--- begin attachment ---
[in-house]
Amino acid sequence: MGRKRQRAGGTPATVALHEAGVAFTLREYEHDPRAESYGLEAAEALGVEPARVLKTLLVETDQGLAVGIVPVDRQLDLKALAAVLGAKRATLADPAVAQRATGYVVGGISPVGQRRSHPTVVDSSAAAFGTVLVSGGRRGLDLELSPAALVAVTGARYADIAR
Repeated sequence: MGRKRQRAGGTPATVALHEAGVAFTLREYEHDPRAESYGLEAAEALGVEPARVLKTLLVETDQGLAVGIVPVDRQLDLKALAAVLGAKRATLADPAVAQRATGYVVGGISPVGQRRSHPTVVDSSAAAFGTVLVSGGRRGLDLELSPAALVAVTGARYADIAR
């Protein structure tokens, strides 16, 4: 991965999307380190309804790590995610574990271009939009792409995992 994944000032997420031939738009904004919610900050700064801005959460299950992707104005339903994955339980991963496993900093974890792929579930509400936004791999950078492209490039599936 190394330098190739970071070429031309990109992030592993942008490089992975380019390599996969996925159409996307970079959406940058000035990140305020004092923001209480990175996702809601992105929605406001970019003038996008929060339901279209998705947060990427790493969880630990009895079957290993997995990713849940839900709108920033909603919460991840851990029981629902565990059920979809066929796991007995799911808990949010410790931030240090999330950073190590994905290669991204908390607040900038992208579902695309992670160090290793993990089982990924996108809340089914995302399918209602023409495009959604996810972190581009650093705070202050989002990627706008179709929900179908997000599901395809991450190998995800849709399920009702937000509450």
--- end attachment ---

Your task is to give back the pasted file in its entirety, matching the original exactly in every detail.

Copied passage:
[in-house]
Amino acid sequence: MGRKRQRAGGTPATVALHEAGVAFTLREYEHDPRAESYGLEAAEALGVEPARVLKTLLVETDQGLAVGIVPVDRQLDLKALAAVLGAKRATLADPAVAQRATGYVVGGISPVGQRRSHPTVVDSSAAAFGTVLVSGGRRGLDLELSPAALVAVTGARYADIAR
Repeated sequence: MGRKRQRAGGTPATVALHEAGVAFTLREYEHDPRAESYGLEAAEALGVEPARVLKTLLVETDQGLAVGIVPVDRQLDLKALAAVLGAKRATLADPAVAQRATGYVVGGISPVGQRRSHPTVVDSSAAAFGTVLVSGGRRGLDLELSPAALVAVTGARYADIAR
């Protein structure tokens, strides 16, 4: 991965999307380190309804790590995610574990271009939009792409995992 994944000032997420031939738009904004919610900050700064801005959460299950992707104005339903994955339980991963496993900093974890792929579930509400936004791999950078492209490039599936 190394330098190739970071070429031309990109992030592993942008490089992975380019390599996969996925159409996307970079959406940058000035990140305020004092923001209480990175996702809601992105929605406001970019003038996008929060339901279209998705947060990427790493969880630990009895079957290993997995990713849940839900709108920033909603919460991840851990029981629902565990059920979809066929796991007995799911808990949010410790931030240090999330950073190590994905290669991204908390607040900038992208579902695309992670160090290793993990089982990924996108809340089914995302399918209602023409495009959604996810972190581009650093705070202050989002990627706008179709929900179908997000599901395809991450190998995800849709399920009702937000509450």